If you repeatedly cave in on price you are not just “winning” that sale, you are destroying your margins. Not a good strategy, ever.
But if you can validate with good metrics that you have better quality, more accuracy in shipment, better on-time performance, etc., you are building operational strategic differentiation.
95% of businesses don’t know their customers top buying criteria
Over the last 20 years, Smart Advantage has conducted over 300 double blind studies for many companies in varied industries. When we delivered the findings to the company executive team, we learned:
- 95% of companies did not know their customers top buying criteria
- 85% did not measure that which is most valued
To top it off, less than 5% of SMBs (small, midsized business) invested in any serious customer research. Large companies spend money on the research, but it often leads to little or no operational execution.
” One client of mine, the CEO of an interior design firm, was having problems with closing deals. His 22 interior designers were delivering customers, but the CEO had to close every deal himself.
He was almost burned out because he had to spend so much time on closings. He asked me to help convert his designers into salespeople. He wanted them to close the deals themselves.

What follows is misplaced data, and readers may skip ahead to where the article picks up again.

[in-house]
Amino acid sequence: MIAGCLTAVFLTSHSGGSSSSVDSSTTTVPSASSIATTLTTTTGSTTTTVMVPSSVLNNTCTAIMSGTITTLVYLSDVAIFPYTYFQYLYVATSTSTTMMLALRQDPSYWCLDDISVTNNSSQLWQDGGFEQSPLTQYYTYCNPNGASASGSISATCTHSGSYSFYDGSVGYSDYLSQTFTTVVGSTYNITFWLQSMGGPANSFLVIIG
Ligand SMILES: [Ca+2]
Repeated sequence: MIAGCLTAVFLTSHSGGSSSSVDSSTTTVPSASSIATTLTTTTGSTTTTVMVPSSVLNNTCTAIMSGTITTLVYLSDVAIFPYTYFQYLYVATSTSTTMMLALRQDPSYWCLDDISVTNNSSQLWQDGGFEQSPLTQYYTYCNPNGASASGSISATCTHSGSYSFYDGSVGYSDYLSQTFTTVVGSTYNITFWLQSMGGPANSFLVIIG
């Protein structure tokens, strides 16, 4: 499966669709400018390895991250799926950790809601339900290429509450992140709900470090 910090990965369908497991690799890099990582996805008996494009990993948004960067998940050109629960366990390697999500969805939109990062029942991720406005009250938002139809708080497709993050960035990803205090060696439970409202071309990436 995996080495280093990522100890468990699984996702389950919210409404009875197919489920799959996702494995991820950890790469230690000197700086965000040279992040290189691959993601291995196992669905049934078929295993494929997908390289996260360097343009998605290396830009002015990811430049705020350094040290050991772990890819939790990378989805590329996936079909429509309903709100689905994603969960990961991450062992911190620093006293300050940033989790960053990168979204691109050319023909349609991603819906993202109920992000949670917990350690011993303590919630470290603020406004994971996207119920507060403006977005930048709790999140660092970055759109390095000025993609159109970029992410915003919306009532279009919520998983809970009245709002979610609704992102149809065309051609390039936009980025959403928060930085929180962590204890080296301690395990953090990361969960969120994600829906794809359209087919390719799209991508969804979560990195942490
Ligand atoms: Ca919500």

I give a lot of credit to the CEO/owner for recognizing that he should not have been spending so much of his time on matters that his staff should have handled.
Too many CEOs spend too much time in their businesses instead of on their businesses.
The CEOs’ job is to be the captain up on the bridge, directing the ship, keeping an eye on the horizon for new targets, and steering clear of the icebergs. He shouldn’t be stoking coal in the boiler room, or tending lines.
Jim Collins drives this point home in his best seller, Good to Great. He calls the best top executives as Level 5 leaders. “Level 5 leaders channel their ego needs away from themselves and into the larger goal of building a great company,” he writes. “It’s not that Level 5 leaders have no ego or self-interest. Indeed, they are incredibly ambitious–but their ambition is first and foremost for the institution, not themselves.”
It shouldn’t be surprising that Bill Gates has insisted upon taking a week off each year to sit in a lakeside cabin to think about the company/organization’s future and read and evaluate employee ideas and proposals.
His annual retreat stirs his imagination and gives him a chance to look at the bigger picture. If he doesn’t do it, who will?
For my designer client to be able to spend more time on his business, he had to turn his designers into closers. But they were non-traditional sales types and would require a lot of sales training.
There are plenty of sales schools that the CEO could have turned to, but they can be expensive and time-consuming and would keep his designers off the showroom floor too long.
We decided that the best solution was to arm the designers with one sales tool they were sure to use–the company’s competitive advantages.